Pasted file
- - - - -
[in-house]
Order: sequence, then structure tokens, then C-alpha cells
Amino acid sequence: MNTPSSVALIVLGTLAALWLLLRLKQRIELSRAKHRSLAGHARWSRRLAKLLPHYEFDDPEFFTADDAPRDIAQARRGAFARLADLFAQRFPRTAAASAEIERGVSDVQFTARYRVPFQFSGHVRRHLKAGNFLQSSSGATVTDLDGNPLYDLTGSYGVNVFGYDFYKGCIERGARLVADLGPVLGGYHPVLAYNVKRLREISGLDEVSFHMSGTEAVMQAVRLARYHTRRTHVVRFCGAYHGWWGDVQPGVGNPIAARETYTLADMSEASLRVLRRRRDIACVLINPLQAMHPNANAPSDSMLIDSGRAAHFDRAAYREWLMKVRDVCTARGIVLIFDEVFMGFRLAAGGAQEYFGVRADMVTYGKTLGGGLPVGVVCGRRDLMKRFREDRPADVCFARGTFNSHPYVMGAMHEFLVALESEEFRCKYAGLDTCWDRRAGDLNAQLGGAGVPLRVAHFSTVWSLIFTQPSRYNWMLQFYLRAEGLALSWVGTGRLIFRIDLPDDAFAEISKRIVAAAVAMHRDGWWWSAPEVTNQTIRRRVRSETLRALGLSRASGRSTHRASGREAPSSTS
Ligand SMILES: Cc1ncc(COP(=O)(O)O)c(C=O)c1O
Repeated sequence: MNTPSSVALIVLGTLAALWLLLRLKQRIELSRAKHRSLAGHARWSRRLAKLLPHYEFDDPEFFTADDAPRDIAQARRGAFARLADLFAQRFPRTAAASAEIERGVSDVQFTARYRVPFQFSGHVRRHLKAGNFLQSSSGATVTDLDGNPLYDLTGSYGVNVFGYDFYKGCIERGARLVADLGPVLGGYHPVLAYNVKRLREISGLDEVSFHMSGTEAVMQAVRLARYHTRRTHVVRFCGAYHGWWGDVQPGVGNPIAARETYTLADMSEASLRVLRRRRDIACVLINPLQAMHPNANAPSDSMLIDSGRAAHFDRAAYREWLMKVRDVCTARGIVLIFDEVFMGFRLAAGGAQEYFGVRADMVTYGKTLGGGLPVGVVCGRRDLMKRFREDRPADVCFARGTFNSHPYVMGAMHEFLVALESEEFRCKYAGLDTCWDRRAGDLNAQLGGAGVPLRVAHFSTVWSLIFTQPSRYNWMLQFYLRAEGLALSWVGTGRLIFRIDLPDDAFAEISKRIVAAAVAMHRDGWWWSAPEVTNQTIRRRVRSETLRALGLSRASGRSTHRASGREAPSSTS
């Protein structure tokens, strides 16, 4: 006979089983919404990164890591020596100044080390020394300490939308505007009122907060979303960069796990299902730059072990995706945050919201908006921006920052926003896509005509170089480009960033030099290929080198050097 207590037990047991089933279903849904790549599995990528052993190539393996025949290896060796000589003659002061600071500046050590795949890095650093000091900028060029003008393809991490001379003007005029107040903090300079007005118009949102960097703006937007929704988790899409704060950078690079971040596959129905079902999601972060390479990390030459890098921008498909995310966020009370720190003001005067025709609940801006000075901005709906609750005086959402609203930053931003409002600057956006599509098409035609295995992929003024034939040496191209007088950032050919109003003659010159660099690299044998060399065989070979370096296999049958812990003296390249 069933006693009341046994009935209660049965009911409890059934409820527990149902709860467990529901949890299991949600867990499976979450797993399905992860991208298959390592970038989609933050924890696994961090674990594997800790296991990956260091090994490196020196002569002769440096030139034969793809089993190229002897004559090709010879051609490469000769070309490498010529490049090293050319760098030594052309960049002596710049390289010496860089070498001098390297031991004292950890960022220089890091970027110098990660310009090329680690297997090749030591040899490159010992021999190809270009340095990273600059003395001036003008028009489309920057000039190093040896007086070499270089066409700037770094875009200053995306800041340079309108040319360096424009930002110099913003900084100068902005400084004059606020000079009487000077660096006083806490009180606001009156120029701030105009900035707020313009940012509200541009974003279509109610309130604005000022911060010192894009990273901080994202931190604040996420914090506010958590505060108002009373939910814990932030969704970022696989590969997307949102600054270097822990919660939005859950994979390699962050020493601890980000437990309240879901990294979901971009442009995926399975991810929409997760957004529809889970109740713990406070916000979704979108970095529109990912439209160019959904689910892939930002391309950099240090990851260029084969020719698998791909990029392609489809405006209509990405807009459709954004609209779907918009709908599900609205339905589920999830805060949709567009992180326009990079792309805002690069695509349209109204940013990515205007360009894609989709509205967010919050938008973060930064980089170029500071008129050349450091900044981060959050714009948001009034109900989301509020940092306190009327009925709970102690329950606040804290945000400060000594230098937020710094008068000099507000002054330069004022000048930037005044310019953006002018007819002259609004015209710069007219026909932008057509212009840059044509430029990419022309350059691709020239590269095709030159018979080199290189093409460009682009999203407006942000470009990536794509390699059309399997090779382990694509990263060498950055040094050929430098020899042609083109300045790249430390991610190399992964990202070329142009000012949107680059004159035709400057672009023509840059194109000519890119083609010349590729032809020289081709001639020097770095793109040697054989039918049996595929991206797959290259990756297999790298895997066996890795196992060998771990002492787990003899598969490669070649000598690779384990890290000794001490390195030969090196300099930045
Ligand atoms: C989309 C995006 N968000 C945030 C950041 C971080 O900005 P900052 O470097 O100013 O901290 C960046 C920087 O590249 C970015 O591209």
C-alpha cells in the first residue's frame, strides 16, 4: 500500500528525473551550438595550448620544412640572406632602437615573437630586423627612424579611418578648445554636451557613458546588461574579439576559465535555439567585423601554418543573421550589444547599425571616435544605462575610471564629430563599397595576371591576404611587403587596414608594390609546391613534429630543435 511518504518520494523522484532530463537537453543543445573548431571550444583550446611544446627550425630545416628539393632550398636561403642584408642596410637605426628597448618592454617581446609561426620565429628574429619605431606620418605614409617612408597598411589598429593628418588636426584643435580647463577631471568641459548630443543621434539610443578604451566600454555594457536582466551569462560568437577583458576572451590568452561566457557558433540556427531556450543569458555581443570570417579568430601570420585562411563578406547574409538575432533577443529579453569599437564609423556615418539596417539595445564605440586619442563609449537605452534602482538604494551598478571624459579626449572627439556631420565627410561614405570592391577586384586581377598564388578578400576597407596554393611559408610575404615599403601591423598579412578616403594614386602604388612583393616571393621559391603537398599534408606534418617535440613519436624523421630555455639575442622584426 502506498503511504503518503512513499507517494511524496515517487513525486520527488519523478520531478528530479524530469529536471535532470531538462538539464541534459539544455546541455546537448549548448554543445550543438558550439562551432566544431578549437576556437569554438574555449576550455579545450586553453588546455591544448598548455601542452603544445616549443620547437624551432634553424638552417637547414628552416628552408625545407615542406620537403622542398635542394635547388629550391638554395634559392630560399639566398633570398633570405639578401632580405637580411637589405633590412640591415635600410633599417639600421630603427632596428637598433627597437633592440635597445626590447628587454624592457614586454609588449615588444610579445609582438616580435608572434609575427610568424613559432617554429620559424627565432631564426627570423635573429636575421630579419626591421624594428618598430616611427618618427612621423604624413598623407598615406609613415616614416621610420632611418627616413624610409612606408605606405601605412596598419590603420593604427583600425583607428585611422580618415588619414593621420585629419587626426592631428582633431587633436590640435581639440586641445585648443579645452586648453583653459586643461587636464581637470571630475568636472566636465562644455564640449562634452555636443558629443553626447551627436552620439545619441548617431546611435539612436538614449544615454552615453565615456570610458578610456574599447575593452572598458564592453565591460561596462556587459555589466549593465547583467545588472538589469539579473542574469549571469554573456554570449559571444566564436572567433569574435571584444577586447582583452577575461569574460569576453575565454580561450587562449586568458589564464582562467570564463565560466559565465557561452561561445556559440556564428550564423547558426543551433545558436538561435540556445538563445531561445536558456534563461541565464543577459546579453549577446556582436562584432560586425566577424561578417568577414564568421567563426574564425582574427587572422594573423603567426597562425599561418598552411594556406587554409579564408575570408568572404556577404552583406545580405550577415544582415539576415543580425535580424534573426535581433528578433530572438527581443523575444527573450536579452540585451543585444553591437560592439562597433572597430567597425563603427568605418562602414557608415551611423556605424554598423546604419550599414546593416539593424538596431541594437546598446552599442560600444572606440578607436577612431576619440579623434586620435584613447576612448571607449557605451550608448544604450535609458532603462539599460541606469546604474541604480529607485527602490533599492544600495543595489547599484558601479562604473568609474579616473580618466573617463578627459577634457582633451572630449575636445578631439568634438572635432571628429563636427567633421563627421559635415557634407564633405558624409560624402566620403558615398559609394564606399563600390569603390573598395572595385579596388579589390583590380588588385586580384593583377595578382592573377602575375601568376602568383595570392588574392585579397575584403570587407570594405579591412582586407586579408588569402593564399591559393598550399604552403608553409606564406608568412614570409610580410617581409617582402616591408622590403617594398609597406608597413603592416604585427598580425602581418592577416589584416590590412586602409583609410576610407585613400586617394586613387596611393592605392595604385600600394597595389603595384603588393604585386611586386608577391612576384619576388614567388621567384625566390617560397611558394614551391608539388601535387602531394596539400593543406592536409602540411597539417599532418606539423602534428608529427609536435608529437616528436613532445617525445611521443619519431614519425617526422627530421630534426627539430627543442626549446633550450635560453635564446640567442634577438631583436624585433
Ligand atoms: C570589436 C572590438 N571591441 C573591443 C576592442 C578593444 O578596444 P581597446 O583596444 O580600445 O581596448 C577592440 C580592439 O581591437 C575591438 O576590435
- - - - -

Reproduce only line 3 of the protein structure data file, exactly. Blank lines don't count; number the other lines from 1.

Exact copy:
Amino acid sequence: MNTPSSVALIVLGTLAALWLLLRLKQRIELSRAKHRSLAGHARWSRRLAKLLPHYEFDDPEFFTADDAPRDIAQARRGAFARLADLFAQRFPRTAAASAEIERGVSDVQFTARYRVPFQFSGHVRRHLKAGNFLQSSSGATVTDLDGNPLYDLTGSYGVNVFGYDFYKGCIERGARLVADLGPVLGGYHPVLAYNVKRLREISGLDEVSFHMSGTEAVMQAVRLARYHTRRTHVVRFCGAYHGWWGDVQPGVGNPIAARETYTLADMSEASLRVLRRRRDIACVLINPLQAMHPNANAPSDSMLIDSGRAAHFDRAAYREWLMKVRDVCTARGIVLIFDEVFMGFRLAAGGAQEYFGVRADMVTYGKTLGGGLPVGVVCGRRDLMKRFREDRPADVCFARGTFNSHPYVMGAMHEFLVALESEEFRCKYAGLDTCWDRRAGDLNAQLGGAGVPLRVAHFSTVWSLIFTQPSRYNWMLQFYLRAEGLALSWVGTGRLIFRIDLPDDAFAEISKRIVAAAVAMHRDGWWWSAPEVTNQTIRRRVRSETLRALGLSRASGRSTHRASGREAPSSTS